Evergreen needle leaf tree


Deciduous needle leaf tree


Deciduous broadleaf tree


Evergreen broadleaf tree


Tall grass






Irrigated crop




Ice cap/glacier


Bog or marsh


Inland water




Evergreen shrub


Deciduous shrub


Mixed woodland


Forest/field mosaic


Water and land mixture





Table 2

Summary of the major BATS characteristics


2 grid including sub-grid, but sub-grid is not used in this study

Model layers

Single snow layer

Soil layers: 3 groups of soil and snow layers used for temperature and soil moisture calculations

Single vegetation layers

Single runoff layer

Surface type

22 surface categories based on GLCCa

8 soil colors and 12 soil textures types


All vegetation receives the same amount of radiation


Two-layer force-restore model


Heat and water vapor roughness lengths are constant

aThe Global Land Cover Characterization (GLCC) dataset (Loveland et al. 2000)

2.2 Experimental design

Of particular interest in this paper is to assess the possible impact of the reforestation location on West African summer monsoon climate. In order to examine the effects of vegetation cover changes (reforestation) on the West African summer climate, three sets of experiments were done. Simulations covering 12 continuous years each, spanning from 01st January 2000 through 31st December 2011 were performed with a horizontal resolution of 50 km and 18 vertical layers (from surface to 50 hPa) over the West African domain, which extends from 35° E to 35° W and 20° S to 35° N (Fig. 1a). From 2005, a growing idea of building a great green wall belt from Senegal to Djibouti had emerged within the African political class, decision-makers and associated partners such as New Partnership of Africa Development (NEPAD), to tackle the ongoing desertification process over the Sahel-Sahara region, in West Africa. In the purpose to better understand how such kind of project could impact climatic parameters such as rainfall and 2m-temperature, we performed an idealistic numerical simulation over the given period of 2000–2011. The first year (2000) was considered as a spin-up of the land surface fields and excluded from the analysis. The chosen domain is large enough to represent the main WAM features and allow for interactions between the WAM and extra-tropical systems as well as to reduce initial and lateral boundary conditions (LBCs) problems (Diasso and Abiodun 2017; N’Datchoh et al. 2018). Note that the meteorological initial and 6-hourly LBCs necessary to force RegCM4 were taken for all experiments from the 1.5° × 1.5° longitude/latitude ERA-Interim gridded reanalysis (Dee et al. 2011), corresponding to the third generation of European Centre for Medium Range Weather Forecasts (ECMWF) reanalysis product. The prescribed SST was derived from the National Oceanic and Atmospheric Administration Optimum Interpolation weekly 1° × 1° longitude/latitude grid datasets described by Reynolds et al. (2002).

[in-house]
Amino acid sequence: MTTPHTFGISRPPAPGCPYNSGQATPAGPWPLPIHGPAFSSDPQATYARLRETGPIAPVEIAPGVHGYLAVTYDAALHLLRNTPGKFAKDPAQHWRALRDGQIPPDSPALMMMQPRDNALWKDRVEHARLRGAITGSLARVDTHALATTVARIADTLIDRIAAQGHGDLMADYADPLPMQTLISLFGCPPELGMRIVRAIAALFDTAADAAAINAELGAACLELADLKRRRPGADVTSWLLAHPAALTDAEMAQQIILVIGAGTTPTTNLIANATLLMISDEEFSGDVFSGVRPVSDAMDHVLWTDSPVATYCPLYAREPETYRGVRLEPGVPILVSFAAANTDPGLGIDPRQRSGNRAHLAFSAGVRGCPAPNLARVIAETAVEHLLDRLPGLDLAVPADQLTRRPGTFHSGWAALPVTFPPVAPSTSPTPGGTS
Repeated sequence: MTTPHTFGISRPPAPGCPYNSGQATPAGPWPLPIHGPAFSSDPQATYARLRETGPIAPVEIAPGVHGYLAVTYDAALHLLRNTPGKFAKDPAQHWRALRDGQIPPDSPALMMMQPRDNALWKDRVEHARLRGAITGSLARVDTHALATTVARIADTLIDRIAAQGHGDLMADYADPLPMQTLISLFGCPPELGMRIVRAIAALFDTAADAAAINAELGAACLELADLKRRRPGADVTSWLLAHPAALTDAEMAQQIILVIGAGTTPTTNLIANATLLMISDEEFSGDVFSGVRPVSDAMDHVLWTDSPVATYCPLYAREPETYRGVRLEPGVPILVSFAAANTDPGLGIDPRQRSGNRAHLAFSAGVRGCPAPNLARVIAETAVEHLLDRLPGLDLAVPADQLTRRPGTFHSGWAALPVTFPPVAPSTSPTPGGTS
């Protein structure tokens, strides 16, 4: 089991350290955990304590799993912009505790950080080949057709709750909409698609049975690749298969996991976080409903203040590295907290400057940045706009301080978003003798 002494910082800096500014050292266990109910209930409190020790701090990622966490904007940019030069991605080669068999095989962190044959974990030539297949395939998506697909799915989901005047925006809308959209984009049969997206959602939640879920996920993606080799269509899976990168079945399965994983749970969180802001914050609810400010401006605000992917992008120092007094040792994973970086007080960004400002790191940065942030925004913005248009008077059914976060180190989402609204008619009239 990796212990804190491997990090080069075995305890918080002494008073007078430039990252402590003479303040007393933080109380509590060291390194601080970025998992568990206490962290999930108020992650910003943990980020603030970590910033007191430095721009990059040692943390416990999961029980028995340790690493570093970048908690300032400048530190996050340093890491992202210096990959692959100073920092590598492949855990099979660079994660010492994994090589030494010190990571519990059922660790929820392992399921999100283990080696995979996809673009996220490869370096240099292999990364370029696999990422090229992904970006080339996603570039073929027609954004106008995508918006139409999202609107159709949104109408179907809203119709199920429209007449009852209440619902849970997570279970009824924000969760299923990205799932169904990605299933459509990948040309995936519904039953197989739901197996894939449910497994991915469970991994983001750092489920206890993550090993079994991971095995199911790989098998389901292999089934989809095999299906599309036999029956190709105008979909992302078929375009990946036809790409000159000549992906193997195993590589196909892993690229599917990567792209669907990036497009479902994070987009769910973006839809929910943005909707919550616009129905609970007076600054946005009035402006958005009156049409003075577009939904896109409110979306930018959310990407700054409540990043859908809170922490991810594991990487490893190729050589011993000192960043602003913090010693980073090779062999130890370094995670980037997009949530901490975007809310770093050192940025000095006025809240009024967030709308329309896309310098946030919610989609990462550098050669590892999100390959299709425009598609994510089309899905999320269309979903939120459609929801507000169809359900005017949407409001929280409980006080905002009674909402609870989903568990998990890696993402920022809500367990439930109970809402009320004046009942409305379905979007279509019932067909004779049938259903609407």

Fig. 1